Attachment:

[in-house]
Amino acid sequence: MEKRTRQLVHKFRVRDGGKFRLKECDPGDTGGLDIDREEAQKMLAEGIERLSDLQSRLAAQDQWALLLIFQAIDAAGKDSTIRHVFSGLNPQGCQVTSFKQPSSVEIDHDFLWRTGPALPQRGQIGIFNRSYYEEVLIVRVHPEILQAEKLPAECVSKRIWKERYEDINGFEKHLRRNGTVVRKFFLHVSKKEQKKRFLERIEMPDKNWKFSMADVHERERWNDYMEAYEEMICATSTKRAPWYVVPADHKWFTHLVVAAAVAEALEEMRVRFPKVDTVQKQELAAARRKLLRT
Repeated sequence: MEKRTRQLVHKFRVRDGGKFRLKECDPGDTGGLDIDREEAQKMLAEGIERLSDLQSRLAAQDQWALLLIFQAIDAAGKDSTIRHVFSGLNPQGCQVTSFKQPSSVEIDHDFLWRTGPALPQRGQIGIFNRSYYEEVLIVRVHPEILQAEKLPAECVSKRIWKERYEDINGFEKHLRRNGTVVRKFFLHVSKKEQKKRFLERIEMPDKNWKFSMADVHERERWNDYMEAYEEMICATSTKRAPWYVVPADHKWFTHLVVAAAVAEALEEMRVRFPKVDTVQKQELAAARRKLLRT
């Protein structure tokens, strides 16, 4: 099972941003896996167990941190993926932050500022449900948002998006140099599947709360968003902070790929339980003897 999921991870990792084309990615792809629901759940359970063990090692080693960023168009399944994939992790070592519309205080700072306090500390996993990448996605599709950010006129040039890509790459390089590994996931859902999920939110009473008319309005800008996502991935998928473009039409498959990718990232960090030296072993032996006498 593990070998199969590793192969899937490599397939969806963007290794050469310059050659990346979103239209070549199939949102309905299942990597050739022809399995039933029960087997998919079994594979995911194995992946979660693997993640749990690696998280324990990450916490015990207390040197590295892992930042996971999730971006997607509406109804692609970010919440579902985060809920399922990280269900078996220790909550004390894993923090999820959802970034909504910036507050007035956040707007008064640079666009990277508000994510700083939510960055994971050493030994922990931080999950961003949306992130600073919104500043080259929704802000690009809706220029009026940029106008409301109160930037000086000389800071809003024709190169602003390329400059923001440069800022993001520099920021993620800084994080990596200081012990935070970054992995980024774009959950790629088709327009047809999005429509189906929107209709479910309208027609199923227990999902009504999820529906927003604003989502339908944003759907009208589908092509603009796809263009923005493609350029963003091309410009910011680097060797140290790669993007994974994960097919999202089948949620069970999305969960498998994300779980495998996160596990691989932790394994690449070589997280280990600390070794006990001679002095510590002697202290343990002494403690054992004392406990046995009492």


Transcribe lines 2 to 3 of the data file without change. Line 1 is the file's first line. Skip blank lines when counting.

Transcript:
Amino acid sequence: MEKRTRQLVHKFRVRDGGKFRLKECDPGDTGGLDIDREEAQKMLAEGIERLSDLQSRLAAQDQWALLLIFQAIDAAGKDSTIRHVFSGLNPQGCQVTSFKQPSSVEIDHDFLWRTGPALPQRGQIGIFNRSYYEEVLIVRVHPEILQAEKLPAECVSKRIWKERYEDINGFEKHLRRNGTVVRKFFLHVSKKEQKKRFLERIEMPDKNWKFSMADVHERERWNDYMEAYEEMICATSTKRAPWYVVPADHKWFTHLVVAAAVAEALEEMRVRFPKVDTVQKQELAAARRKLLRT
Repeated sequence: MEKRTRQLVHKFRVRDGGKFRLKECDPGDTGGLDIDREEAQKMLAEGIERLSDLQSRLAAQDQWALLLIFQAIDAAGKDSTIRHVFSGLNPQGCQVTSFKQPSSVEIDHDFLWRTGPALPQRGQIGIFNRSYYEEVLIVRVHPEILQAEKLPAECVSKRIWKERYEDINGFEKHLRRNGTVVRKFFLHVSKKEQKKRFLERIEMPDKNWKFSMADVHERERWNDYMEAYEEMICATSTKRAPWYVVPADHKWFTHLVVAAAVAEALEEMRVRFPKVDTVQKQELAAARRKLLRT